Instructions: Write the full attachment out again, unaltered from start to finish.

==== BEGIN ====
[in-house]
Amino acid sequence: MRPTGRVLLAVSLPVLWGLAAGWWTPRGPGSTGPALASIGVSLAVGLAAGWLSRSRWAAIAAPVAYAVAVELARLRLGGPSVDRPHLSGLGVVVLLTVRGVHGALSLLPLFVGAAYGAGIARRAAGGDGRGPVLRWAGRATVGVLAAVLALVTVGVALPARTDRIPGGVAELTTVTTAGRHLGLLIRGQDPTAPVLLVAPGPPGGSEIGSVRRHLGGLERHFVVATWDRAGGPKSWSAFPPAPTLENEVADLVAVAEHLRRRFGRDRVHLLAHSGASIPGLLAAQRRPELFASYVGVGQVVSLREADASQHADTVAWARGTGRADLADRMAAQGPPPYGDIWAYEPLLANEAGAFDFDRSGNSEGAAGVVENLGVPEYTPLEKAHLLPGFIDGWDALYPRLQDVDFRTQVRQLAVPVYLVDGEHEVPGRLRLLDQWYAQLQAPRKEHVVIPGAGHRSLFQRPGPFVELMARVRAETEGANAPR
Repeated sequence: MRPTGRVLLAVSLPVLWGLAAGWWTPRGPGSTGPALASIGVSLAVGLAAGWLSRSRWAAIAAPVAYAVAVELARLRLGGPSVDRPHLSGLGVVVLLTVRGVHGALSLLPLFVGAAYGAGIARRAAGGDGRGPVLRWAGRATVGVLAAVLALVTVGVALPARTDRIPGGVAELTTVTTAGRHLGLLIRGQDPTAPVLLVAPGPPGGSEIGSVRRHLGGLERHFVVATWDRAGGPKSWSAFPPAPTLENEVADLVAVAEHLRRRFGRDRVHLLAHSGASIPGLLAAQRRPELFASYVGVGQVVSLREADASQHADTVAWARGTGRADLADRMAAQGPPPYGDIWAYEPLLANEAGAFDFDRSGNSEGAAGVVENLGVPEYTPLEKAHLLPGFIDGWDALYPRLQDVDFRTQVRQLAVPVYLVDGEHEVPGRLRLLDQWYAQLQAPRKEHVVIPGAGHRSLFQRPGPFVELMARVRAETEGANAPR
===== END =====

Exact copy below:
[in-house]
Amino acid sequence: MRPTGRVLLAVSLPVLWGLAAGWWTPRGPGSTGPALASIGVSLAVGLAAGWLSRSRWAAIAAPVAYAVAVELARLRLGGPSVDRPHLSGLGVVVLLTVRGVHGALSLLPLFVGAAYGAGIARRAAGGDGRGPVLRWAGRATVGVLAAVLALVTVGVALPARTDRIPGGVAELTTVTTAGRHLGLLIRGQDPTAPVLLVAPGPPGGSEIGSVRRHLGGLERHFVVATWDRAGGPKSWSAFPPAPTLENEVADLVAVAEHLRRRFGRDRVHLLAHSGASIPGLLAAQRRPELFASYVGVGQVVSLREADASQHADTVAWARGTGRADLADRMAAQGPPPYGDIWAYEPLLANEAGAFDFDRSGNSEGAAGVVENLGVPEYTPLEKAHLLPGFIDGWDALYPRLQDVDFRTQVRQLAVPVYLVDGEHEVPGRLRLLDQWYAQLQAPRKEHVVIPGAGHRSLFQRPGPFVELMARVRAETEGANAPR
Repeated sequence: MRPTGRVLLAVSLPVLWGLAAGWWTPRGPGSTGPALASIGVSLAVGLAAGWLSRSRWAAIAAPVAYAVAVELARLRLGGPSVDRPHLSGLGVVVLLTVRGVHGALSLLPLFVGAAYGAGIARRAAGGDGRGPVLRWAGRATVGVLAAVLALVTVGVALPARTDRIPGGVAELTTVTTAGRHLGLLIRGQDPTAPVLLVAPGPPGGSEIGSVRRHLGGLERHFVVATWDRAGGPKSWSAFPPAPTLENEVADLVAVAEHLRRRFGRDRVHLLAHSGASIPGLLAAQRRPELFASYVGVGQVVSLREADASQHADTVAWARGTGRADLADRMAAQGPPPYGDIWAYEPLLANEAGAFDFDRSGNSEGAAGVVENLGVPEYTPLEKAHLLPGFIDGWDALYPRLQDVDFRTQVRQLAVPVYLVDGEHEVPGRLRLLDQWYAQLQAPRKEHVVIPGAGHRSLFQRPGPFVELMARVRAETEGANAPR